At uni today we had a careers advisor come in and give us undergrads. all a lecture about volunteering, gaining work experience and finding the right career for you. (This replaced what would have been a morning working in the lab) The main focus of the advice? Finding out what career would be best for you by taking some Jungian psyc. test to pin down your personality type and then basing your ambitions off that.
Our prof. told us that if she had taken this test earlier then maybe she wouldn't have "wasted" as much time and found the right career quicker. You might be wondering what she wasted this time on? Well apparently she considers getting a Marine Biology degree a waste and doing research on cancer while working for a Biotech company a waste as well. All because of the Jung test.
You think that would be bad enough but no! We actually have to do this Jungian test and write a "reflective piece on it for our portfolio of work (This is supposed to be for a Biology degree!)
As you can tell, I'm sceptical of Jungian psychology. The personality type test to me seems like nothing deeper than cold reading and I can't see how the careers it suggests for you at the end are any more of a profound analysis of one's mind than google working out what videos to suggest to you on Youtube.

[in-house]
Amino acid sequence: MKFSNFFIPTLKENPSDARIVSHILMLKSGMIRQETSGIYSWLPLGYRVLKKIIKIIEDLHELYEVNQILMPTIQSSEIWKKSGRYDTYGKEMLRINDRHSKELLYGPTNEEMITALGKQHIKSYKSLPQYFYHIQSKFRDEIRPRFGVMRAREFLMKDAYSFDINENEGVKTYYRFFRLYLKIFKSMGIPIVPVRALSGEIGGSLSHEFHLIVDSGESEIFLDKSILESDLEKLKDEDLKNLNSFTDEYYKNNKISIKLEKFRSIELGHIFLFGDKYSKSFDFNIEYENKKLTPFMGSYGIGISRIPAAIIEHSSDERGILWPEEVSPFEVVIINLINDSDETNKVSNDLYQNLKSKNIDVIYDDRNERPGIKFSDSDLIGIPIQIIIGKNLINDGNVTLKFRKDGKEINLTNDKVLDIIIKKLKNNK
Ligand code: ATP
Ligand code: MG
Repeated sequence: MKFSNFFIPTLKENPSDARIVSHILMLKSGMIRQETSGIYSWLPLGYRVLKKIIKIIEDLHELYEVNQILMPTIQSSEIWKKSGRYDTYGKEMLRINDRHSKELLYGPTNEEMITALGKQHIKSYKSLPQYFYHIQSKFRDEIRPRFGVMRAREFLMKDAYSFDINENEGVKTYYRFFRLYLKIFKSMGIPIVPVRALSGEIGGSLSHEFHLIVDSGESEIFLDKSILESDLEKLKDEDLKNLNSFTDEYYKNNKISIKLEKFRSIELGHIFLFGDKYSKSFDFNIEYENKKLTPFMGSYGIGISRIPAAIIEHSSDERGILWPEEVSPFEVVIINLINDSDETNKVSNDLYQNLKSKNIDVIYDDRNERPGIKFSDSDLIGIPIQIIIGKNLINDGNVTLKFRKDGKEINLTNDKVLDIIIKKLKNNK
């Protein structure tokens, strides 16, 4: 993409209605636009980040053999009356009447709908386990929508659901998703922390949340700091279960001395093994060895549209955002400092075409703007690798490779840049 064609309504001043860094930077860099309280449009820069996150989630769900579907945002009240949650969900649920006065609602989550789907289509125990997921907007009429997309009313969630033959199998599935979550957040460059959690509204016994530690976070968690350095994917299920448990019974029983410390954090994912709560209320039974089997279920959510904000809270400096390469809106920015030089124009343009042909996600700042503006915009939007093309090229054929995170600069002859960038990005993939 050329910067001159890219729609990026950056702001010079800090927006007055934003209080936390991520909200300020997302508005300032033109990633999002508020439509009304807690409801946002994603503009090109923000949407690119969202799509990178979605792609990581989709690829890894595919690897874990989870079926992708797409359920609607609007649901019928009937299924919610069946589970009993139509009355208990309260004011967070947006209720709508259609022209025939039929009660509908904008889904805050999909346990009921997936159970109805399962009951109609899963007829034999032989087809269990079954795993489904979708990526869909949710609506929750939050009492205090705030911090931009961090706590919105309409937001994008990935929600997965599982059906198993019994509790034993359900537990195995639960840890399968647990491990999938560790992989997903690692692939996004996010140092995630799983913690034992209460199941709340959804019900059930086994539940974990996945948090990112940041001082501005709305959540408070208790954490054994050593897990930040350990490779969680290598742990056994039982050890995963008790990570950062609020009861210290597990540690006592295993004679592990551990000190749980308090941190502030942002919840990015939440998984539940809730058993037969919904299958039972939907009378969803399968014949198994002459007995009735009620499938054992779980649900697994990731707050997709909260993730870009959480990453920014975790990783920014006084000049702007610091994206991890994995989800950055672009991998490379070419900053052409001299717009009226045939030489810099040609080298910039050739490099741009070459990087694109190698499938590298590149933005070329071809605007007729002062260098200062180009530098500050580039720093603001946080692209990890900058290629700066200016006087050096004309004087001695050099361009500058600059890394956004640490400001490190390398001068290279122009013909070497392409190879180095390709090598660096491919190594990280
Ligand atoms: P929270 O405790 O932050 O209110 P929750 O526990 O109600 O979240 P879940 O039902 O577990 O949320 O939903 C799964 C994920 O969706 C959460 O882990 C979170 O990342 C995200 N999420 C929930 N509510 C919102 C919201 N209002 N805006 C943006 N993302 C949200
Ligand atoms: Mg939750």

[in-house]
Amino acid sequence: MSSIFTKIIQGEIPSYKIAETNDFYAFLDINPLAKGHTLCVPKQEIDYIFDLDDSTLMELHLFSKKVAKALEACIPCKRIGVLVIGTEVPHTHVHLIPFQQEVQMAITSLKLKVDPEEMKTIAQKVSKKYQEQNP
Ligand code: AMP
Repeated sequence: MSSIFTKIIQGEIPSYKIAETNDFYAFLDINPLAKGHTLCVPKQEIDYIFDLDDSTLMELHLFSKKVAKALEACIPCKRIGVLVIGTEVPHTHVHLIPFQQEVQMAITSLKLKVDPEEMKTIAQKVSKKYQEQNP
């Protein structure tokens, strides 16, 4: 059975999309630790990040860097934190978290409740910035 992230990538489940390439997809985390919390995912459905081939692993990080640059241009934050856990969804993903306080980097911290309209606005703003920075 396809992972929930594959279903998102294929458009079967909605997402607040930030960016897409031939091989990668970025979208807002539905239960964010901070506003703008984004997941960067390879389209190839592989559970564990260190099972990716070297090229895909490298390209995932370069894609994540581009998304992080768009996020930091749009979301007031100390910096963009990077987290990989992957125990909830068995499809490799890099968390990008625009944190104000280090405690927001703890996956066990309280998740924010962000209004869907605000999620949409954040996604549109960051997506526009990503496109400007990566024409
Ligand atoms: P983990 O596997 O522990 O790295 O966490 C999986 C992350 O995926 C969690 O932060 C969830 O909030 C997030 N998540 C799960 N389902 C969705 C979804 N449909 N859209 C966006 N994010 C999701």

So my question is: Is Jungian psychology of any scientific merit? Or is it, as I suspect, pseudoscience?
[Thanks for reading through my rant! :) ]
Yep, surely quasi/pseudo-science. The career advice she received looks to have been pretty useless--although it did give her a job of sorts.
We were also told that lots of businesses use these types of tests on potential employees - which is somewhat disturbing.
I don't know specifically about Jungian psychology, but I would say that a personality or aptitude test could be very useful for deciding your future career.
People tend to enjoy doing what they are good at, so if you are good at fixing things, mechanic is probably a better choice than car salesman. If you enjoy being creative and relating to people, maybe marketing is the career for you.
While researching cancer cures is a worthy goal, maybe a person who gets more fulfillment and satisfaction by imparting knowledge to the next generation should be teaching instead.
Another consideration is that a lot of people don't know what career they want, even after they have completed a college degree in something. There are also lots of jobs and careers that people don't consider because they don't know about them.
The test you talk about could be useful to widen peoples' horizons, but at best it would be a suggestion.